Equity was developed in order to overcome the inadequacies of common law. Equitable remedies are available in a number of areas where common law is either incapable of providing justice or is not faultless in providing justice to the individuals. The main purpose of equity jurisdiction is to support the existing laws. Equity was developed to propose principles that are either ignored by common law or not formally accepted in that set of law. Moreover, equity proposes certain remedies that are unavailable in common law. In certain circumstance, common law decisions or remedies are insufficient to provide justice to the innocent (Hudson, 2009). For instance, in the matters involving mortgages, where the lenders are to a piece of land as a security of the loan granted, the principles in equity and common law greatly distinguish from each other. Let’s assume that Angelina grants a loan of $5,000 to Joseph, after considering a piece of land as a security that worth $8,000. According to the contract, the land in question would be legally transferred on the name of the lender (Angelina), on the terms that she would retransfer the land on Josephs name if he repays the loan in the specified time. If Joseph fails to repay the loan in the specified time, common law gives no entitlement to Joseph for the land that was conveyed and the duty to repay the loan still exists. However, equity practices such situations in a different and more reasonable manner. According to the rules of equity, Joseph would be given another chance to repay the loan in a new specified time. If Joseph still fails to repay, the land which was let for security will be sold and the loan will be repaid. The additional amount would be given to Joseph as it belongs to him.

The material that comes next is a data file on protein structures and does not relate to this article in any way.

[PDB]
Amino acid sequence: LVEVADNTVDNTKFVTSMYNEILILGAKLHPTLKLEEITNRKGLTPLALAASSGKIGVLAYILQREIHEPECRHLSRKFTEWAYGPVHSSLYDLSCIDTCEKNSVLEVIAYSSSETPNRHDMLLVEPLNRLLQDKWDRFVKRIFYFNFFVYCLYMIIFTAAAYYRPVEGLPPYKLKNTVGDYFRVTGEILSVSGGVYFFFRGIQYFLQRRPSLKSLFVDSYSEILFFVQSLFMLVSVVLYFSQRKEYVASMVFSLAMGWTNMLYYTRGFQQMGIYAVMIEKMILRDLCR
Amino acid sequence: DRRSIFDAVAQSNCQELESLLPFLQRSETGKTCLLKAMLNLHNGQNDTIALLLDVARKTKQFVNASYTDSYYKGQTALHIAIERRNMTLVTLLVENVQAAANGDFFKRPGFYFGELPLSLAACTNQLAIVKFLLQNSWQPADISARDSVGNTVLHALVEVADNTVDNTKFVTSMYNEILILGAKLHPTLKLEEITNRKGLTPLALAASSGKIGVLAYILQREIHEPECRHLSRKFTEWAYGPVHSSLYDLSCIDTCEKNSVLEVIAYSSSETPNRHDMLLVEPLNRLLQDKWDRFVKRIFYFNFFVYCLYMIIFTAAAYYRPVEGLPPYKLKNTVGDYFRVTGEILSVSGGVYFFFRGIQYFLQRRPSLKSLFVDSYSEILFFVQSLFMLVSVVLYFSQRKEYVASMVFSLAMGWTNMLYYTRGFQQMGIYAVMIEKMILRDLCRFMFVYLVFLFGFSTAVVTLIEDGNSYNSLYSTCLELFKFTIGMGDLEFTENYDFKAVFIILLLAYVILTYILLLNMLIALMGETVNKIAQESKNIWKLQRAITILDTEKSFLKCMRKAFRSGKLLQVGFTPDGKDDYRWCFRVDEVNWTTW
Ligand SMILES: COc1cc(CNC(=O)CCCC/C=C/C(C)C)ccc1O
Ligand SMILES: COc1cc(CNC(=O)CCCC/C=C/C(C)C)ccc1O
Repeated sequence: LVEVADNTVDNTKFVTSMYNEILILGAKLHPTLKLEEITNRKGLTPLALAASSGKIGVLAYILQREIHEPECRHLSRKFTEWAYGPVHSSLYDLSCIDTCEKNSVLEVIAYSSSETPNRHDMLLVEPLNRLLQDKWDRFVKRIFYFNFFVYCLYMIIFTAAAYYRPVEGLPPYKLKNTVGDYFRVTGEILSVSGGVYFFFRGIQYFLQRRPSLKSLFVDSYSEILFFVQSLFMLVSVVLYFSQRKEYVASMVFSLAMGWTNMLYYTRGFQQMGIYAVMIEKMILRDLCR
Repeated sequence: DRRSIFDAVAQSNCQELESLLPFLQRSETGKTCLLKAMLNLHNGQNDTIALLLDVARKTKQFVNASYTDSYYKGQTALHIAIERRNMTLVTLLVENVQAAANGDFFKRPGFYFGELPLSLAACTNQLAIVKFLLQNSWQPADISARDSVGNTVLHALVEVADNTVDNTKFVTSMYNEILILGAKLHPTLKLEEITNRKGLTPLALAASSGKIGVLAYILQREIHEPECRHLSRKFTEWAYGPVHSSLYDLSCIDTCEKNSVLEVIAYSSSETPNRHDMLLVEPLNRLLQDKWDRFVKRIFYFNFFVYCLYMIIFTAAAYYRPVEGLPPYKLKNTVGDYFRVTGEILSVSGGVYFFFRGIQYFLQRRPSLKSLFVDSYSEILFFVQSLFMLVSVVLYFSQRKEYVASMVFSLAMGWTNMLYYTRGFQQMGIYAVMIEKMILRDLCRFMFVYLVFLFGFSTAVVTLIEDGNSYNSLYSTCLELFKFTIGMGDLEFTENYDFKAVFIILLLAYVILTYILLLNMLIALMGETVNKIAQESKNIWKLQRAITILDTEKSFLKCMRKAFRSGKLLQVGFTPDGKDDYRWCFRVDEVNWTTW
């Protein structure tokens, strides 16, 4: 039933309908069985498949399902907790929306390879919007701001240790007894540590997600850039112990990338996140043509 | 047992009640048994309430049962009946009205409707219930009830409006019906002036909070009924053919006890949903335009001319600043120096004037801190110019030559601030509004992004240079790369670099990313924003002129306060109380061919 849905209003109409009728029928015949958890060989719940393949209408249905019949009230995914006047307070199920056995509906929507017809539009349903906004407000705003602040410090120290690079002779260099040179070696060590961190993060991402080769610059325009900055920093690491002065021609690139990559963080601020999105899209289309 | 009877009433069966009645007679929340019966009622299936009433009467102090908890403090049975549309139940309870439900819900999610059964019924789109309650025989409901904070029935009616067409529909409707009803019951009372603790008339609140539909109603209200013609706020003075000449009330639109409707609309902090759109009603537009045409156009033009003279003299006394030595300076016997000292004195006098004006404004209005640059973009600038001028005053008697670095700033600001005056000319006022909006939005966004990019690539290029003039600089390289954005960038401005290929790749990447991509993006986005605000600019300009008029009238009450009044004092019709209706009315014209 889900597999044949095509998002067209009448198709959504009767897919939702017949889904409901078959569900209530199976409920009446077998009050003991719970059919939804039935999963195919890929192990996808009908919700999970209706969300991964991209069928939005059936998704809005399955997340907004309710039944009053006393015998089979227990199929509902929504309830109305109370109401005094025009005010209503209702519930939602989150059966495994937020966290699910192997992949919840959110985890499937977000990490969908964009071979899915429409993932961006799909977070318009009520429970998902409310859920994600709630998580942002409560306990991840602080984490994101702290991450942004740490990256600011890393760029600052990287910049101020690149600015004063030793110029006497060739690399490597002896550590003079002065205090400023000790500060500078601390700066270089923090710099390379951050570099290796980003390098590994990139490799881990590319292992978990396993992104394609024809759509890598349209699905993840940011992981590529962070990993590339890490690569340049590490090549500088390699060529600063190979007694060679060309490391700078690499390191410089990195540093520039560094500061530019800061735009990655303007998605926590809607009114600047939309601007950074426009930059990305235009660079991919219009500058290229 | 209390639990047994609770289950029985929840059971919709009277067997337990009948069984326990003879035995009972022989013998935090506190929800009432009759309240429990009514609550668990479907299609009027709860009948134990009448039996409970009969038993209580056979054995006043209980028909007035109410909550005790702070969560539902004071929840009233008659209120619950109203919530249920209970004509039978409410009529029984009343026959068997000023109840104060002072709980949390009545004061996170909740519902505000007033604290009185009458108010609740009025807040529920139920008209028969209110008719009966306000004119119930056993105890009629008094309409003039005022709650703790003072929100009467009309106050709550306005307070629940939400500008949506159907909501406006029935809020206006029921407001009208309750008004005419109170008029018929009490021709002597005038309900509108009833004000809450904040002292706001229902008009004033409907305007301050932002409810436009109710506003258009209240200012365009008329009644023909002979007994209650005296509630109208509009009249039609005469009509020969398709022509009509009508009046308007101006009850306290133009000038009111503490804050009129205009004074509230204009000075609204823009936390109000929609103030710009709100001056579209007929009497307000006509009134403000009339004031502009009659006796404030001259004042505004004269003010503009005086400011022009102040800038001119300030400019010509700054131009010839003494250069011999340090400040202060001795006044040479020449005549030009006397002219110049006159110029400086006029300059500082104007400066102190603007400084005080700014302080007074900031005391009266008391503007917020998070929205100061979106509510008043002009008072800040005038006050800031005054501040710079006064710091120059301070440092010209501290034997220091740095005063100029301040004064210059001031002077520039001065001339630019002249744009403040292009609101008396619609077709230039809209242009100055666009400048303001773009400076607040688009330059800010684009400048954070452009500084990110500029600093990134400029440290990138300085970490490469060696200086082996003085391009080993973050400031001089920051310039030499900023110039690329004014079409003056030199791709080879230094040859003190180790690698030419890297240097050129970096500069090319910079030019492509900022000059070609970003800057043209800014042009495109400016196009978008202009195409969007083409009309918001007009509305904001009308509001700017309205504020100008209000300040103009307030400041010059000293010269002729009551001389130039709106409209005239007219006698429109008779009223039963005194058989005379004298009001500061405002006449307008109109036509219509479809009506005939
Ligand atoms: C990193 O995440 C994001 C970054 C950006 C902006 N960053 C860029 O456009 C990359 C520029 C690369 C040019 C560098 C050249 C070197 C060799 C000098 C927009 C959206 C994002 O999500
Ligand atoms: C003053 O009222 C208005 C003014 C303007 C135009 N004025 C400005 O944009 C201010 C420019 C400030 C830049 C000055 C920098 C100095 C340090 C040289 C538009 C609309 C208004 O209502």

It is not just the matters of mortgages where equity provides a more reasonable and just decision but it also works better in many other areas. Equity and common law are not only different in terms of laws and